The Park Slope Chamber of Commerce filed an application with the Department of Small Business Services to officially create a 16-block BID along 7th Avenue, from St. John’s Place to 16th Street. The BID will include around 300 businesses. The Brooklyn Eagle spoke with Tammy Shaw, Chair of the Steering Committee, who said that the creation of the BID is moving according to schedule. Currently they are in the outreach phase and have set up a website with more information. The process will likely take up to nine months, with a final approval by the City Council. Council Member Steve Levin has already expressed his support for the BID, stating in a letter to the Small Business Services Commissioner that the BID “would provide much needed services that create a cleaner environment for visitors and residents while providing a safe environment.” The chamber is asking for a $300,000 annual budget to be used for mainly for sanitation services. Rumblings about a possible BID on 7th Avenue started up at the beginning of this year.
Park Slope Chamber Moves Forward With Plans for 7th Ave. BID [Brooklyn Eagle]
A BID in the Works for 7th Avenue [Brownstoner]
In just a few years, Brooklyn’s downtown will look like a different place, with lots more tall towers and housing — with about one fifth of it affordable, reported Crain’s New York.
In the next two to three years alone, 14 new residential properties with a combined 4,746 units will be completed, according to a study by the Downtown Brooklyn Partnership. About half of these projects are already rising, while the other half are currently in the development process. When they are completed, the area’s population will rise from a little more than 13,000 to well over 25,000. The boom began with a rezoning in 2004, which paved the way for new office and commercial towers along Flatbush Avenue and the surrounding blocks. Since then, 29 buildings with nearly 5,300 units have sprung up.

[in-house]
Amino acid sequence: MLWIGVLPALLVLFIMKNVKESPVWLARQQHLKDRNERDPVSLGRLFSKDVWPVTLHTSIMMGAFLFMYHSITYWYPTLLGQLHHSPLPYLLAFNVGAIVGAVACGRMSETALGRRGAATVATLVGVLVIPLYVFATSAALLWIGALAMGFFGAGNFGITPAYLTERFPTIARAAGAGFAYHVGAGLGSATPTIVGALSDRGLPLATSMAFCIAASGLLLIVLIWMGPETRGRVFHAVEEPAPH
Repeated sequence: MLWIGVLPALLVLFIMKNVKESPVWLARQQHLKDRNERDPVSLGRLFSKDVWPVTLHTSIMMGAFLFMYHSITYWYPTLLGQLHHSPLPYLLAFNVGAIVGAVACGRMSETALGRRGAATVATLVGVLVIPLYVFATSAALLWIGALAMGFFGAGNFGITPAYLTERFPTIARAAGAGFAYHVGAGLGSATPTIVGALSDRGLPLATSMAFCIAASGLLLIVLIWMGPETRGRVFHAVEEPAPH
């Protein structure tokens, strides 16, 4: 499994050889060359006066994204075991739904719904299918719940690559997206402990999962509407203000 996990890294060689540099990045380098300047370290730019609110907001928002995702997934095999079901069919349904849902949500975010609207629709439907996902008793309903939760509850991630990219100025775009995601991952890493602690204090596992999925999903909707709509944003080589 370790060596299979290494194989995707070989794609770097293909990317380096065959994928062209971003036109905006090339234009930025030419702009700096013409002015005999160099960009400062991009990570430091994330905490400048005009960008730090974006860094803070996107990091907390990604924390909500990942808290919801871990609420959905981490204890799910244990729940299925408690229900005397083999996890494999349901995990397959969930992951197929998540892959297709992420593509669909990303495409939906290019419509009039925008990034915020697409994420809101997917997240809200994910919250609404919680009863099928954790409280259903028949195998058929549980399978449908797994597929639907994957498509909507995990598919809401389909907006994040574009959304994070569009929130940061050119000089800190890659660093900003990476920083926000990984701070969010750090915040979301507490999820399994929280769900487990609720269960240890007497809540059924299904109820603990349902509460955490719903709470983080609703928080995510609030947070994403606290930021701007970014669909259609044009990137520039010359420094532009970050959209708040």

The story noted that under Bloomberg, the city has rezoned more than one-third of New York City’s landmass. Critics have charged housing for low- and middle-income families should be mandatory in all new developments, “but the administration prefers a market-driven approach that uses government incentives and tax breaks to promote the private development of affordable housing,” said the story. Projects currently in the pipeline will bring the number of affordable units Downtown to more than 1,400 affordable units, according to the study. Some of the notable developments yet to come include several mixed-use buildings with space for arts and cultural activities and events. “Before there were lingering questions about the area’s attractiveness after work and on weekends, but the successful opening of Barclays Center, the growing array of first-rate cultural institutions and more interesting retail options have driven up demand,” said David Lombino, director of special projects for Two Trees, the developer that rebuilt Dumbo, is remaking the Domino complex and also putting up BAM South, a 32-story tower with arts space. “More people want to live in downtown Brooklyn because it’s a diverse and vibrant New York neighborhood and the market is responding to that.” Do you like the changes in store for Downtown? What kind of development would you like to see?
A Wave of Development Looms in Downtown Brooklyn [Crain's]
The Park Slope Chamber of Commerce, local pos and community groups are looking to create a Business Improvement District along 7th Avenue in Park Slope. The proposed district includes all properties fronting 7th Avenue from St. John’s Place to 16th Street. The idea of the BID is to keep the streets clean, promote events on the avenue and add additional security through storefront cameras and volunteer patrols. There is already a BID on 5th Avenue that does similar work. Right now the proposal is in its very early stages. There’s a public informational meeting about the proposal on Thursday, February 28th at 9 am at Greenwood Baptist Church (461 6th Street). After the planning phase, those working on the BID will begin outreach. If there’s enough community support, the BID will be put into legislation.